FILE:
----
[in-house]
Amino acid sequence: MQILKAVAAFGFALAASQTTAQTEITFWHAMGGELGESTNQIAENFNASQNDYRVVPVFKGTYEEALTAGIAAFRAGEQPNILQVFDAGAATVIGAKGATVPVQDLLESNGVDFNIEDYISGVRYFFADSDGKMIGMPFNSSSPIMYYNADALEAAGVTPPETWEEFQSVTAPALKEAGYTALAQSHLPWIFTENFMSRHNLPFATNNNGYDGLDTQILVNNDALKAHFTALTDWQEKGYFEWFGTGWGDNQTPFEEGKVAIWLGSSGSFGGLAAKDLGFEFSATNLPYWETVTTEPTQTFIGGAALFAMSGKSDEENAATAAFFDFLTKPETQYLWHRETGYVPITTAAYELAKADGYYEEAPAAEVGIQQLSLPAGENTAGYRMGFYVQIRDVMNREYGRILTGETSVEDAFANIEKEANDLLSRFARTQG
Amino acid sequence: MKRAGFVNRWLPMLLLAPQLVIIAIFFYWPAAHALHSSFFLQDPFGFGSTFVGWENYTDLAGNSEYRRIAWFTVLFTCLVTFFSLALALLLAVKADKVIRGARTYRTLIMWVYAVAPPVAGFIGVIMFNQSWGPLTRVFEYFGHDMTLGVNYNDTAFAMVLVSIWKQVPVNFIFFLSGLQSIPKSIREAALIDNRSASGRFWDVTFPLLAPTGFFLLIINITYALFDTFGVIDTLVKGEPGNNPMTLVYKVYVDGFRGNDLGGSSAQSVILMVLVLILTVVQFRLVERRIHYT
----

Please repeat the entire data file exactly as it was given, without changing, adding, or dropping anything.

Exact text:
[in-house]
Amino acid sequence: MQILKAVAAFGFALAASQTTAQTEITFWHAMGGELGESTNQIAENFNASQNDYRVVPVFKGTYEEALTAGIAAFRAGEQPNILQVFDAGAATVIGAKGATVPVQDLLESNGVDFNIEDYISGVRYFFADSDGKMIGMPFNSSSPIMYYNADALEAAGVTPPETWEEFQSVTAPALKEAGYTALAQSHLPWIFTENFMSRHNLPFATNNNGYDGLDTQILVNNDALKAHFTALTDWQEKGYFEWFGTGWGDNQTPFEEGKVAIWLGSSGSFGGLAAKDLGFEFSATNLPYWETVTTEPTQTFIGGAALFAMSGKSDEENAATAAFFDFLTKPETQYLWHRETGYVPITTAAYELAKADGYYEEAPAAEVGIQQLSLPAGENTAGYRMGFYVQIRDVMNREYGRILTGETSVEDAFANIEKEANDLLSRFARTQG
Amino acid sequence: MKRAGFVNRWLPMLLLAPQLVIIAIFFYWPAAHALHSSFFLQDPFGFGSTFVGWENYTDLAGNSEYRRIAWFTVLFTCLVTFFSLALALLLAVKADKVIRGARTYRTLIMWVYAVAPPVAGFIGVIMFNQSWGPLTRVFEYFGHDMTLGVNYNDTAFAMVLVSIWKQVPVNFIFFLSGLQSIPKSIREAALIDNRSASGRFWDVTFPLLAPTGFFLLIINITYALFDTFGVIDTLVKGEPGNNPMTLVYKVYVDGFRGNDLGGSSAQSVILMVLVLILTVVQFRLVERRIHYT